Saturday, 29 November 2008

I have been exceptionally busy over the last few weeks, and thus, for whatever reason, have not commented on my life/others lives/the world around us in the normal fashion. As I have an hour before lunch, I figure I'm going to leave this here post open, and come back to it when I have thoughts. But I'll start off with the sobering news from Mumbai.


Shocking stuff, really. The authorities finally managed to take control of the Taj Mahal hotel this morning, the final outpost of the terrorists, 3 days after they managed to force their way in and hold hostages. The body count up to this point is at 195, probably to rise as the authorities clear the buildings.

You have to wonder what this will do to Mumbai as a city. Indians will still love it, it will still be a thriving metropolis - I can just imagine hawkers prowling around the Gate of India once again in the coming nights. It will not die. But the effect of such an unfortunately effective terrorist attack on a city that heavily relies on tourism is unknown.

One of the most frustrating elements of it, as an Englishman, is the England cricket team coming home. Now, I'm all for safety and so on, but as I have said after every major terrorist attack in the last 8 years - the time immediately after the attacks are the safest. Security is high, terrorists rarely try and strike twice so soon after. There was an attempt two weeks after the London bombings, but it was stopped, because of heightened security. So, my plea to the English cricket team is that you should go back out there and play cricket. Because if there's something that gets Indians back on their feet, it's a good old game of bat and ball, with a bit of colonial retribution thrown in.


My friend who lives down the hall from me is often away for the weekends, visiting his girlfriend, and so on. I often complain about such activities, as it often means we rarely see him. So, in one conversation, I joked that he was a disappointment for being away so often. Quick as Usain Bolt on performance enhancing drugs, he replied:

'Well, at least I'm not a mistake'.


I was doing some research for my project yesterday, reading through the response the The Sunflower, noting down their opinion on forgiveness, quoting them if possible. One opinion I came across was a well thought out, philosophical response from a man who had been through the horrors of WWII as a Jew, and emerged a survivor. Just. And forgiveness for him was completely superfluous, more or less equating it with a feeling; nothing more. Forgive the long quote, but he says it rather better than I could:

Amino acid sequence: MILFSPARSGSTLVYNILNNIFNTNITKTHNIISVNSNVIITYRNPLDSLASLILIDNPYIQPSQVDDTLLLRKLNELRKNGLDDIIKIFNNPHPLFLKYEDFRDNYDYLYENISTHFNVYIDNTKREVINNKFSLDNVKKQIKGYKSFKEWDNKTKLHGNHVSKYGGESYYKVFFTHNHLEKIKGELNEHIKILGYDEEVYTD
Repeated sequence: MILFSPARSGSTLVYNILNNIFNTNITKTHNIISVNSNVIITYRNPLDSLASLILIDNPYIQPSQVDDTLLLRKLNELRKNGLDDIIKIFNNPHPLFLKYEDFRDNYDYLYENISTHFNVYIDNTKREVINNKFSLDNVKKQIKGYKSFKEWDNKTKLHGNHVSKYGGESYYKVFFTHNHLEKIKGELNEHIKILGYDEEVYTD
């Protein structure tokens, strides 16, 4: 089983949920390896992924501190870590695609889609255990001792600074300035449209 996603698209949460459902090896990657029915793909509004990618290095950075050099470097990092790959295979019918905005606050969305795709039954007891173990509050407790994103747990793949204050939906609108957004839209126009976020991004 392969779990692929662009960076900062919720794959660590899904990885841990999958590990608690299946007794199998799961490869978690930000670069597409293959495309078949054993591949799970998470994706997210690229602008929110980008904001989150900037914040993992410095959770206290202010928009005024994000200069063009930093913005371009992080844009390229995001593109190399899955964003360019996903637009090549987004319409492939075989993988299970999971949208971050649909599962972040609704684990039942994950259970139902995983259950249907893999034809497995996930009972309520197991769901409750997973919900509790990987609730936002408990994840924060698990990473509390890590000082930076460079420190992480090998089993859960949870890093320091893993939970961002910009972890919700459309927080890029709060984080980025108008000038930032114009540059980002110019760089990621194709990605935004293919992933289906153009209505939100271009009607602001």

‘I can easily imagine that, under only slightly different circumstances, you might have forgiven the dying man. Suppose you had seen his pleading and implring eyes, which may have had more of an effect on you than his rasping voice and folded hands. Or suppose that just before that encounter, you had been in contact with one of those “decent” SS men, whom we all know, who had treated you with a little bit of kindness, putting you in a more tolerant mood. … So, then you might have forgiven: in my view, it would have meant just as little as your refusal.’

Is forgiveness really this cheap? Does it really amount to nothing but psychological peace for the one who is forgiven? Because if it does, my entire belief of forgiveness and how it works is subverted. There must be something more to it. Surely?


This recession, eh? What a to do. Thus far it had seemed a very arbitrary thing, quite distant from real life. And then on Thursday, Woolworths has gone into administration, taking EUK with it. And I have a friend who works for EUK, and another who had a job lined up there. Suddenly everything looks quite unsure. And the real threat of this recession has hit me. When you really start to think about it, it's apparent just how bizarre the whole capitalist set up is. Currency value is based upon other currency values. What kind of circular logic is that? They're lined up like dominoes, ready to fall on each other. We'll soon be back to bartering pigs and chickens. Which is problematic for those without livestock.


Last night was the first night of the Christmas production, with a very student-like take on the nativity. The crowning moment of the night, and possibly the hardest to keep a straight face for, was during an 'argument' between myself and Paul's character's, as everyone else went silent, he, rather loudly proclaimed:

'You look like a sultana!'


Lunch is upon us, and I had have had my fill of bizarre blog comments. I think.

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